I’ve been ‘sexually active’ for nearly a decade. In that time I’ve been fortunate enough to have never contracted an STI. However, I have many friends who have – from HPV strains, to chlamydia and gonorrhea. Almost every time a friend comes to me to tell me that they have caught something from a partner the conversation inevitably turns to shame.
For many women, knowledge that a disease they have caught is linked to sexual activity leads to an inexorable feeling of humiliation or self-consciousness – a possible belief that this contraction is linked to their worth as a person, partner and woman who previously felt that she had a ‘clean’ bill of sexual health.
Each time a friend confides these feelings to me I tell her the same thing, ‘would you be ashamed of catching the flu? Of tonsillitis? No!’
At the same time, I can’t understand their feeling of shame as I’ve never contracted one. My motive as a friend is to ensure that they feel the same way about an STI as they would any other illness, and try to ensure they stop equating what they’ve caught with their sense of self-worth.
STI’s – in particular HPV, Herpes, Chlamydia and Gonorrhea are incredibly common – but they are still considered a taboo subject within society, and when entering into a relationship with a new partner. In a study of women living in Manchester, UK an estimated 40% of women between the ages of 20-24 were found to be carrying HPV. Unsurprisingly if, like me, you have ever comforted a friend through an STI scare, many of these women reported feelings of shame upon finding out that HPV was a sexually transmitted disease.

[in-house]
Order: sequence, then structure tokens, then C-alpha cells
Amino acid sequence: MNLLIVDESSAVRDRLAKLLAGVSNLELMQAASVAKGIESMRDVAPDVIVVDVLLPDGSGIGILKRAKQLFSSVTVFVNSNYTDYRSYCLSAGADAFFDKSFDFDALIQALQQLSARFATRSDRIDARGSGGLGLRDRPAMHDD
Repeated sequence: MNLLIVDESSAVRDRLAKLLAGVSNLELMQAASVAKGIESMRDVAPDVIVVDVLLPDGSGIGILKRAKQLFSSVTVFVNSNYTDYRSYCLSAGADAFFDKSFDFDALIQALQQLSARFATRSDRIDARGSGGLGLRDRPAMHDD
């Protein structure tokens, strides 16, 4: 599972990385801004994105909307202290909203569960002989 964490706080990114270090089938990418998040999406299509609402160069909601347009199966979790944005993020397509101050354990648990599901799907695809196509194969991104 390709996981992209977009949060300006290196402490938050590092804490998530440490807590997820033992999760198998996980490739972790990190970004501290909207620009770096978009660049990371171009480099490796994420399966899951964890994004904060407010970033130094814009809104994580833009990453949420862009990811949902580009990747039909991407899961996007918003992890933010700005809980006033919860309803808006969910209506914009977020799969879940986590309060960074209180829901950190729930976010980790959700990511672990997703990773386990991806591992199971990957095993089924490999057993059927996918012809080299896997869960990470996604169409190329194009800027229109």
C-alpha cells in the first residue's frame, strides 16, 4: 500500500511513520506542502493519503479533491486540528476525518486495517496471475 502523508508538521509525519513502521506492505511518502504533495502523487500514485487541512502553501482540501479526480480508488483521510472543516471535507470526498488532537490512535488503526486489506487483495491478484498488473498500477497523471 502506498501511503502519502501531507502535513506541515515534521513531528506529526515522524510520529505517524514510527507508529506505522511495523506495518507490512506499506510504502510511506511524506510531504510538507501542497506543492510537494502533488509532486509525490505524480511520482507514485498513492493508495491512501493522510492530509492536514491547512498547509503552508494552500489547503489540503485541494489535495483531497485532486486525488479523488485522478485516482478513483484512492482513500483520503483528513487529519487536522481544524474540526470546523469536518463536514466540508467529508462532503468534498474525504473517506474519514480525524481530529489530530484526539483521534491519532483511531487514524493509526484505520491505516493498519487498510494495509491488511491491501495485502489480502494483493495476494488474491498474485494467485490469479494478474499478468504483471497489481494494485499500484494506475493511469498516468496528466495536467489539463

“Knowledge that HPV is sexually transmitted was associated with higher levels
of stigma and shame, but not anxiety. Women who knew that HPV is sexually transmitted but not that it is highly prevalent had the highest scores for stigma and shame.”
The same study suggested that ‘normalising’ HPV and informing the participants of the study in regard to how common HPV contractions are helped reduce feelings of shame and stigma within these women.
“The lower stigma and shame scores in the women who were aware of the high prevalence of HPV suggest that this information might have a ‘‘normalising’’ effect.”
The study also noted that this effect was similar to those noted in experimental research which has suggested that participants felt that infections they perceived as ‘common’ were “less serious than those perceived to be rare”.
STI’s sometimes fall victim to schoolyard myths and urban legends – not to mention widespread mainstream media scare tactics designed to ‘stop’ teenagers having sex, in misguided attempts to prevent teenage pregnancy.
Personally I am of the opinion that STI screens should be introduced in schools. In Australia roughly 50% of people will have had sex by the age of 16 or 17, It’s not unheard of to discuss sex in schools, with topics like consent, pregnancy, and STI’s covered – high school is also the place we receive our HPV vaccines. However, the national curriculum falls short when it comes to discussing the ties between feelings of shame and lack of self-worth that can be linked to the sexual experiences, sexuality, and sexual orientation of individuals. An ‘unlearning’ where sex-based urban mythologies are concerned is a necessary introduction to help teenagers and young adults navigate not only a safe, but an emotionally intelligent and well-rounded sexual experience as they feel ready for it.
Shame and sexual health seem to go hand in hand, as yet another leftover from our days of Victorian moralising, and claims that our sexuality and sense of self-respect or societal value are interlinked. Where schools and mainstream media outlets aren’t stepping up, yourself and your peers can: To reduce feelings of shame surrounding STI’s within yourself and others, arm yourself with knowledge. Learn to self-educate with reputable sources, and to unlearn the myths of the past.